30th April 2013 Washington DC, USA

Talking Somalia in Mogadishu, London and… Columbus, Ohio

Last week I went to Columbus to talk to representatives of the 50,000 or so Somali diaspora community living in Ohio.  It was hosted at a community learning centre set up to help Somali youths succeed in school. It seems to be working as I was told growing numbers are going to university.

I set out our priorities for the Somalia Conference on 7 May in London in similar terms to a speech our Minister for Africa, Mark Simmonds MP, gave in Washington a couple of days earlier. I echoed his message that the UK recognises that there is a real opportunity in 2013 that must be seized if Somalia is to build on the remarkable progress it has made over the last twelve months. This year is a potential turning point in Somalia’s history. We must not miss the opportunity.

Meeting Somali representatives in Columbus, Ohio
Meeting Somali representatives in Columbus, Ohio

Over two hours of lively discussion I heard very positive things about the effort the UK is putting into Somalia but, unsurprisingly from such a well-informed group, there were also some challenging questions. Many told stories of continuing violence in parts of Somalia, including sexual violence against women. They stressed that security was vital above all else for stability and development. Several audience members asked that we urge the Somali government to ensure that power and wealth are distributed fairly across the different regions of the country. It was a fascinating evening and a good reminder of how much diaspora communities have to contribute both to their original countries and their adopted ones.

It also got me thinking about why we’re hosting another conference; didn’t we do that last year? Well yes, we did. But there are three reasons why I think it is important that we are doing it again:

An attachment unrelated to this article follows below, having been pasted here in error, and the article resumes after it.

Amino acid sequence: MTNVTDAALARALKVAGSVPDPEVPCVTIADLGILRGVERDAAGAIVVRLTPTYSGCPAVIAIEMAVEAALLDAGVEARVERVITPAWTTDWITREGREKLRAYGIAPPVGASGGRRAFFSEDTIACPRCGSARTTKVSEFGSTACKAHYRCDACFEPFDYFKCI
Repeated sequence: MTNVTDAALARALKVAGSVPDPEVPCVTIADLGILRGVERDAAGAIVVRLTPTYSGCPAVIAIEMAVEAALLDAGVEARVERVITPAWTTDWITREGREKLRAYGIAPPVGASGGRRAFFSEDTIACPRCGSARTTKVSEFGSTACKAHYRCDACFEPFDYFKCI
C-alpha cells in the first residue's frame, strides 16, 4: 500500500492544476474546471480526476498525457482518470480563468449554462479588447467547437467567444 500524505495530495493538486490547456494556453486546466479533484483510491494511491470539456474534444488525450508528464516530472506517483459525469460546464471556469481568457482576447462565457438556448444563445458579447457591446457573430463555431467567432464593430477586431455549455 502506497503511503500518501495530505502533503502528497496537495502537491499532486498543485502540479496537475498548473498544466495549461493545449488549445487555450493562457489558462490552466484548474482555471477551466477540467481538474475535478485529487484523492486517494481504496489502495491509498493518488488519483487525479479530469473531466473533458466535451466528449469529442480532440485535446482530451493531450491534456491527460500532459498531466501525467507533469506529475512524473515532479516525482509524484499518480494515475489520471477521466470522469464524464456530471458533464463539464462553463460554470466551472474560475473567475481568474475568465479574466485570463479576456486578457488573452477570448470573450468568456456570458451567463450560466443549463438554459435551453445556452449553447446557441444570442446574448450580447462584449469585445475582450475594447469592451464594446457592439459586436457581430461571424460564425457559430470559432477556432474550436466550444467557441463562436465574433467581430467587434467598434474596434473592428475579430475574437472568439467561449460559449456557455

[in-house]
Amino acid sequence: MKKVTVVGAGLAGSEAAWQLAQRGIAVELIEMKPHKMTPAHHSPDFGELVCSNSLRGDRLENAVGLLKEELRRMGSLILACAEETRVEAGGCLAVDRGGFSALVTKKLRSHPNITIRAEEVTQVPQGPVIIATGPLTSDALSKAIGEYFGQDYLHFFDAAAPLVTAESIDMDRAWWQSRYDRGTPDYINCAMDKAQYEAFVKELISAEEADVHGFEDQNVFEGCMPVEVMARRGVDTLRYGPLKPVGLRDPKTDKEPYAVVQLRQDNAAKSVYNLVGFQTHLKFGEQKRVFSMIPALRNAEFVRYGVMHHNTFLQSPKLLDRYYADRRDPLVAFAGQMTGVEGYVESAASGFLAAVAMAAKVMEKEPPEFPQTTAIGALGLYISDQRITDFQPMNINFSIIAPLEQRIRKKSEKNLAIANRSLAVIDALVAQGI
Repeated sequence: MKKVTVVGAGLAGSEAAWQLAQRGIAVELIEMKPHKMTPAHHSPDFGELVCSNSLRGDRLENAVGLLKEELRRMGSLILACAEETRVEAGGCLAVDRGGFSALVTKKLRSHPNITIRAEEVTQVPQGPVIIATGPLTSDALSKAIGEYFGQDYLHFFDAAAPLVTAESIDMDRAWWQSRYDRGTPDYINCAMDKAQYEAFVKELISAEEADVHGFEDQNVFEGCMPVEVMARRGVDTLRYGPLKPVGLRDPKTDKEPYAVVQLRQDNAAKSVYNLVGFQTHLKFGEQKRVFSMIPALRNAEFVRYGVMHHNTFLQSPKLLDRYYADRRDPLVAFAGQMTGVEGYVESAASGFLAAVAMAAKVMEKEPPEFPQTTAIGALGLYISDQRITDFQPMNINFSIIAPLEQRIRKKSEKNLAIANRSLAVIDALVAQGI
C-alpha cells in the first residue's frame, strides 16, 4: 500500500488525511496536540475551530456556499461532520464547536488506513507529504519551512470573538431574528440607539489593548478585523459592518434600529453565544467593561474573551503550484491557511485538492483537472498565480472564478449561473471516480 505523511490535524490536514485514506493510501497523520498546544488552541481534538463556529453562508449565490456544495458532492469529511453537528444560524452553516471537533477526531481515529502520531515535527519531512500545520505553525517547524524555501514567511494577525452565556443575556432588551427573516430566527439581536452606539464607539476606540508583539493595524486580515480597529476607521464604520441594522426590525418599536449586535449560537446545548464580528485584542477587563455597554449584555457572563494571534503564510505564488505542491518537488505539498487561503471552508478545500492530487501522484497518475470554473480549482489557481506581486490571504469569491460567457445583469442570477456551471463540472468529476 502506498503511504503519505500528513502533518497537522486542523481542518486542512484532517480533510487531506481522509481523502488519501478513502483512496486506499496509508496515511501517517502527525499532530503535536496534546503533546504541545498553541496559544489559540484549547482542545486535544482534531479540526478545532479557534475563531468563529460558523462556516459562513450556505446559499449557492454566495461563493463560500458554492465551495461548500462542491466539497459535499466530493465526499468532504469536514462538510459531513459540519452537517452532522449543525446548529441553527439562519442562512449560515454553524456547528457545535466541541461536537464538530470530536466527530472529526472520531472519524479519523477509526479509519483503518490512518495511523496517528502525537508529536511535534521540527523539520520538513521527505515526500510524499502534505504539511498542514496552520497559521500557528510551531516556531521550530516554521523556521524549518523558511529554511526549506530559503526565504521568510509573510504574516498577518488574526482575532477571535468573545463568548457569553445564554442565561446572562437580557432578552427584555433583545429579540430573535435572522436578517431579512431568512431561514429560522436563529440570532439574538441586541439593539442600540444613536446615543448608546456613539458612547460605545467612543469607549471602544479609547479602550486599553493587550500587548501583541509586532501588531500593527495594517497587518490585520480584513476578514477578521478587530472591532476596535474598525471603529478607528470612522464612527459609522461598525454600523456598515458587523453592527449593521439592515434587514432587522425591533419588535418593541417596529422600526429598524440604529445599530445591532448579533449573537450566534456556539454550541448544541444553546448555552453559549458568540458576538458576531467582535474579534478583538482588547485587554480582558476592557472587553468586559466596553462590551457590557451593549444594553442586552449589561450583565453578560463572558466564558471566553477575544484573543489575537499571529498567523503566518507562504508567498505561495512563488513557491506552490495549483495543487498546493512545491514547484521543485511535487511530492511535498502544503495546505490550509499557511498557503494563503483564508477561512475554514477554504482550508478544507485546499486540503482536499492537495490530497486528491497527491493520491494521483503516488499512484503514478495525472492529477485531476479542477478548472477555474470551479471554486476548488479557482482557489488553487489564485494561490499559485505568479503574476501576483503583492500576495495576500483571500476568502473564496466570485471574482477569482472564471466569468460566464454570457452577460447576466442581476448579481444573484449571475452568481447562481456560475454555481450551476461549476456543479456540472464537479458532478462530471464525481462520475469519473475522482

• We are doing it again. I know a conference (or two) is not going to solve all the problems of a very fragile state emerging from decades of conflict. But what is equally clear is that Somalia’s friends must not turn away at this crucial time.  A lot of hard work still lies ahead of us and the Conference is a signal of the international community’s continuing commitment to Somalia.
  • The last one worked. Yes, there are still serious challenges but let’s reflect on the progress since February 2012. We’ve seen the selection of a President and Parliament inside Somalia for the first time in years. The African Union force has been strengthened and security is improving in many parts of the country. Apparently, the postal service may even resume so I’m looking forward to a postcard from our recently reopened embassy in Mogadishu.
  • This one is different. It is co-hosted with the Somali government. That isn’t window-dressing; the Conference agenda is based on the Somali government’s priorities. And it will be the Somali government who present their own plans on how to strengthen security, justice, public financial management and political reconciliation in the country. Our job is getting the international community to support these plans in a coordinated way and provide the resources needed.

I believe that the plans the Somali government intends to present on 7 May are a real attempt to deal with many of the concerns I heard in Ohio.  The UK stands ready to put more time and money into helping them succeed. I hope that Somalia’s other friends and neighbours will too.

About Omar Daair

Omar joined the British Embassy in Washington DC in June 2011 as First Secretary covering Africa, the UN and conflict issues. The Foreign and Commonwealth Office first sent him to…

Omar joined the British Embassy in Washington DC in June 2011 as First Secretary covering Africa, the UN and conflict issues. The Foreign and Commonwealth Office first sent him to Africa in 2004 to study Arabic in Egypt, followed by a three year posting to Sudan. In Khartoum he focused on internal politics and the Darfur crisis, as well as acting as the Embassy Spokesman. Following two years as Head of the NATO Team in London, Omar returned to Sudan but this time as Head of the UK Office in Juba, South Sudan. During that time he worked on issues relating to the Referendum on southern independence and acted as an Observer during the vote. In his current role Omar covers all of Sub-Saharan Africa but recently most of his time has been spent on Somalia, Mali, Kenya and the DRC. His interest in Africa was first stimulated by his father, who was born in Tanzania. Omar a Masters degree from the School of Oriental and African Studies in London. He wants to visit as many African countries as he can but has only got to 12 so far.

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